The nature of multiplatform news KJB101: Weeks 2 and 3

What you'll need for workshops in weeks 2 and 3

Create accounts with the following social media and content production platforms (we assume you already have a Facebook account):

What is news?

Research (Galtung & Ruge, 1965) has historically shown that news stories have five key features:

  1. Timeliness: Unsurprisingly, news is best if it is ‘new’.
  2. Conflict: News stories are narratives. And conflict lies at the heart of all narratives, especially in Western cultures. As such, bad news is good for journalists. This is one of the biggest criticisms leveled at the news media.
  3. Signficance / impact: Again, this is not surprising. For example, the number of people injured or killed in a disaster will influence the amount of prominence the story receives.
  4. Proximity: The closer the story is to "home", the more likely it is to get reported. For example, a car accident at Kenmore will almost certainly be covered by the local newspaper, will most likely get covered by the Brisbane Times, but will almost certainly not receive coverage in the Sydney Morning Herald. Cultural proximity is also important; the number of Australians impacted by international events will influence how much coverage a story receives (this often leads to criticisms that the news presents a very limited picture of international news).
  5. Prominence: Famous people get more media attention because ... they're famous. Prominence, timeliness and proximity can often interact to increase the significance of any event. For example: A minor assault involving a State of Origin player on Origin eve.
  6. Human interest: This can often contradict the timeliness factor. News can be more dated if it taps into strong emotions (e.g. sadness, anger, amusement). Human interest stories often appear at the end of a bulletin for the "feel good" factor -- a classic is the "cat stuck up a tree story"!

What about multiplatform news?

More recent research suggests that the five basic news values discussed above, still hold true for online and multiplatform news (Harcup & O'Neil, 2001; Harcup & O'Neil, 2016). However, the internet has given journalists a platform to publish globally and immediately. As such, reporters now must also consider:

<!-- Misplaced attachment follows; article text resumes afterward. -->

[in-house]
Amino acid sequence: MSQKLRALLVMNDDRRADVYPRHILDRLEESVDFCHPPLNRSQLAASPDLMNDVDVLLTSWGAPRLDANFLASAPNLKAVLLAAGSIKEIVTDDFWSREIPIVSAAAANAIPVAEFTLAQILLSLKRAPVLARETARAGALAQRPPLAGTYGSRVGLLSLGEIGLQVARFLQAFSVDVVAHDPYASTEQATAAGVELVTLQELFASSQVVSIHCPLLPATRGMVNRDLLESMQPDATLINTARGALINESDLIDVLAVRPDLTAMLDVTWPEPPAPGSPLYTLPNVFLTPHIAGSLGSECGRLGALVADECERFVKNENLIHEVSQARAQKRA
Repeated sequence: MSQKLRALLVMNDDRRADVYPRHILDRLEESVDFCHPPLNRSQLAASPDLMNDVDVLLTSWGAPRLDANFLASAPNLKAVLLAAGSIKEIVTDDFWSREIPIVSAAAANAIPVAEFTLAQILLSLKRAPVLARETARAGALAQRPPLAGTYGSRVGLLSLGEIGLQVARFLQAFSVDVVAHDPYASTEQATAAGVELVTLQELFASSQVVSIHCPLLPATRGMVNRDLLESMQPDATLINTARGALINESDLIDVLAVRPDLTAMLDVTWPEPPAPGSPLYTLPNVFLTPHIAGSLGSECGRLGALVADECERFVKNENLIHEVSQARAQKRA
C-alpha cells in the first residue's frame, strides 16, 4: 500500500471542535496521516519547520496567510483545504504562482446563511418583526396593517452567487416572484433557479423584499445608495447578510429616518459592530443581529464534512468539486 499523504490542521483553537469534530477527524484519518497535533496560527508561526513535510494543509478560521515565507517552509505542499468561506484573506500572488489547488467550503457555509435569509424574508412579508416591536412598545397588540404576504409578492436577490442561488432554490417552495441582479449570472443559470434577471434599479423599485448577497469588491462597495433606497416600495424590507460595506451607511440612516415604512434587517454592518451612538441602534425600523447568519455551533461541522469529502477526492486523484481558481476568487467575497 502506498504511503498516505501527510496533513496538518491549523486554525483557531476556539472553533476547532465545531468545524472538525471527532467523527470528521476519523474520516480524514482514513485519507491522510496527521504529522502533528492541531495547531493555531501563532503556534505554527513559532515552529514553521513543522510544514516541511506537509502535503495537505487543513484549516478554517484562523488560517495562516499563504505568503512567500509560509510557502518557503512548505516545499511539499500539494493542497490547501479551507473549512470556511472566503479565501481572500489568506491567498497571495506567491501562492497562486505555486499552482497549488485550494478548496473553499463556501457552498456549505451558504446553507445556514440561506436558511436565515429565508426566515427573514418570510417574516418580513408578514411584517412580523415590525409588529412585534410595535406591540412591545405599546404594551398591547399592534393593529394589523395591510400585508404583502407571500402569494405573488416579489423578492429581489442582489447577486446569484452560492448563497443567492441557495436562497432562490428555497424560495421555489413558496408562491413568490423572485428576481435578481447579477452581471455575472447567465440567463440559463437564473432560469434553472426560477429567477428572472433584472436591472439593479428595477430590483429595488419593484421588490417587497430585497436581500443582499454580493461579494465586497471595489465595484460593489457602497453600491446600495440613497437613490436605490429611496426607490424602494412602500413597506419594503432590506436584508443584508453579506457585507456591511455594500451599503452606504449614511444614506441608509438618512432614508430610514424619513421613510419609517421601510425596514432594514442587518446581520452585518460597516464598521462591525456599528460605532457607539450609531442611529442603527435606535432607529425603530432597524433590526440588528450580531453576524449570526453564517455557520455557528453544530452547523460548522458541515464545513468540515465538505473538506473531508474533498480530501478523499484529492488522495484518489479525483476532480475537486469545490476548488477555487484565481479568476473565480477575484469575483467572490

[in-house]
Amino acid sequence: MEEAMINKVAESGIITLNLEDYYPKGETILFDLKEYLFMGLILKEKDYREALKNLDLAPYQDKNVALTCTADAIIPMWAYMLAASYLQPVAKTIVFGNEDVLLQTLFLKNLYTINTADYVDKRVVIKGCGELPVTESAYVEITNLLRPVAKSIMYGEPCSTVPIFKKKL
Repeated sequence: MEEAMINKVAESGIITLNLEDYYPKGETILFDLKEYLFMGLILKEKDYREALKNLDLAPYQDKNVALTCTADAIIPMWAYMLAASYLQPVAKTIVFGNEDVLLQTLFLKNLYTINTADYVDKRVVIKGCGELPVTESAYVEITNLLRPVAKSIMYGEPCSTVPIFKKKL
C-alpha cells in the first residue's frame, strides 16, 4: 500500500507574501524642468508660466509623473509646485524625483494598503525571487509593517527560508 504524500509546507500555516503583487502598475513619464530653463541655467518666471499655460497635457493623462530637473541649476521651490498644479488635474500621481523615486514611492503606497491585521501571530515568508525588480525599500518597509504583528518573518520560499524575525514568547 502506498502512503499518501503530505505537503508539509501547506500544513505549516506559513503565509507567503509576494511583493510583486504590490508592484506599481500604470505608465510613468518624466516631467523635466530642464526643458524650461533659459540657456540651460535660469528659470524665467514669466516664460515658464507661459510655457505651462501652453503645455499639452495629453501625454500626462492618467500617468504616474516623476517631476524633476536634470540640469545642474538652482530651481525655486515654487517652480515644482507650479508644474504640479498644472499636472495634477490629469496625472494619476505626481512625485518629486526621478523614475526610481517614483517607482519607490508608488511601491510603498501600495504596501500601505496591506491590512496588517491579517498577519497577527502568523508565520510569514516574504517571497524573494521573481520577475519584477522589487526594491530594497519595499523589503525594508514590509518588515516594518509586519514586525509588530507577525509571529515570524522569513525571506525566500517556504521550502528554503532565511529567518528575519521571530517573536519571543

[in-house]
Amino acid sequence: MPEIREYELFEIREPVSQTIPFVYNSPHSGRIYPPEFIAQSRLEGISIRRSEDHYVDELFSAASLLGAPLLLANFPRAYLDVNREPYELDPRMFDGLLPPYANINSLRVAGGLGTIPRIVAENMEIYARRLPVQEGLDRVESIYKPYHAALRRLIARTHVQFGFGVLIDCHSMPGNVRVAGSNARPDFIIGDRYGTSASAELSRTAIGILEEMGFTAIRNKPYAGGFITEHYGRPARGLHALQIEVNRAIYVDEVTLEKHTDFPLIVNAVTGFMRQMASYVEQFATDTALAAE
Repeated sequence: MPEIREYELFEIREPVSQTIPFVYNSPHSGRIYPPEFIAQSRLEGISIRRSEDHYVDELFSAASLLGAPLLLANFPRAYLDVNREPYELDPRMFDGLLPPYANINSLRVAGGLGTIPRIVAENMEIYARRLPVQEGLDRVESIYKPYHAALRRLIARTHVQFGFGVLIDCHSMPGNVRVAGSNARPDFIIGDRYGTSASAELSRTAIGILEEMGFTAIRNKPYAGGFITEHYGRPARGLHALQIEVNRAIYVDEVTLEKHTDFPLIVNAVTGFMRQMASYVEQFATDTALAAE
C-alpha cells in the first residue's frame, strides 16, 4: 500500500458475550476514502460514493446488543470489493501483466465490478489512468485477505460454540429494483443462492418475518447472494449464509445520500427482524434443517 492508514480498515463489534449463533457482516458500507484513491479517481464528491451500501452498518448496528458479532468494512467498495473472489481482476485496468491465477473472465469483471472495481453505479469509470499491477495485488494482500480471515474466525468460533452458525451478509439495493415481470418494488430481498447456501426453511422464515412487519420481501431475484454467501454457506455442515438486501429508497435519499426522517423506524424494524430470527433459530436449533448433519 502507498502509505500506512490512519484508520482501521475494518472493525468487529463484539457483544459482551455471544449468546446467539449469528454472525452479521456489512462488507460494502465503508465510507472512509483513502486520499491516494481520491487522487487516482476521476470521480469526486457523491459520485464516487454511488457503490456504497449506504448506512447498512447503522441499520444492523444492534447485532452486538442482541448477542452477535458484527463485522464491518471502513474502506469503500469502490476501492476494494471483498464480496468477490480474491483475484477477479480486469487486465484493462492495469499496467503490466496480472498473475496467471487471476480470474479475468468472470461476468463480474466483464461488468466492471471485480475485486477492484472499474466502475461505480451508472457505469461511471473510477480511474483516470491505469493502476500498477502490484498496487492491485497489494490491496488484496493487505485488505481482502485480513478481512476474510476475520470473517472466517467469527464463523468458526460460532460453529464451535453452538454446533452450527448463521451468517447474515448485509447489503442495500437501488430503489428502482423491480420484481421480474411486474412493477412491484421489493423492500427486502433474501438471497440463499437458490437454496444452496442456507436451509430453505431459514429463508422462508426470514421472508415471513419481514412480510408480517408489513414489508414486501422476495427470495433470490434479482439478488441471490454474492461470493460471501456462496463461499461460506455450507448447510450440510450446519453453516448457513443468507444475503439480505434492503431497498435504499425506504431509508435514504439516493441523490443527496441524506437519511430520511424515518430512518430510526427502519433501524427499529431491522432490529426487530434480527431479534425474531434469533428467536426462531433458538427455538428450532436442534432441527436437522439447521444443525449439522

1. What does the audience want?
  2. How do they want to receive it?
  3. ... search for it?
  4. ... react to it?
  5. ... share it?

"New news"

We live in a world of immediacy: it seems like everyone around us has a smartphone or tablet on hand, and they're demanding information faster than ever before. This also means that the audience is not as loyal as it once was. Social networking and content aggregation sites mean audiences can receive stories from a range of news outlets that target their specific interests (e.g. favourite sporting team, political affiliation) simultaneously.

  • How can journalists balance immediacy with accuracy?
  • Does the need to capture the audience's attention mean that the quality of news inevitably suffers?
  • If audiences can access news based on specific interests and beliefs, what happens to issues of national importance (e.g. the economy, the government)?

Journalists must increasingly "value add" to the stories as the audience demands podcasts, "behind the scenes" footage, raw audio and video, photographs straight from the scene via Faceboom, Twitter and Instagram.

  • How can journalists "add value" in a way that is meaningful for audiences, rather than contributing more "noise"?


Galtung, J. and Ruge, M. (1965). ‘The Structure of Foreign News: The presentation of the Congo, Cuba and Cyprus crises in four Norwegian newspapers’, Journal of International Peace Research 1, pp. 64-91.

Harcup, T. and O'Neill, D. (2001). “What is News? Galtung and Ruge Revisited.” Journalism Studies, 2 (2): 261–280.

Harcup, T., & O'Neill, D. (2016). What is news? News values revisited (Again), Journalism Studies, 1-19. doi:10.1080/1461670X.2016.1150193

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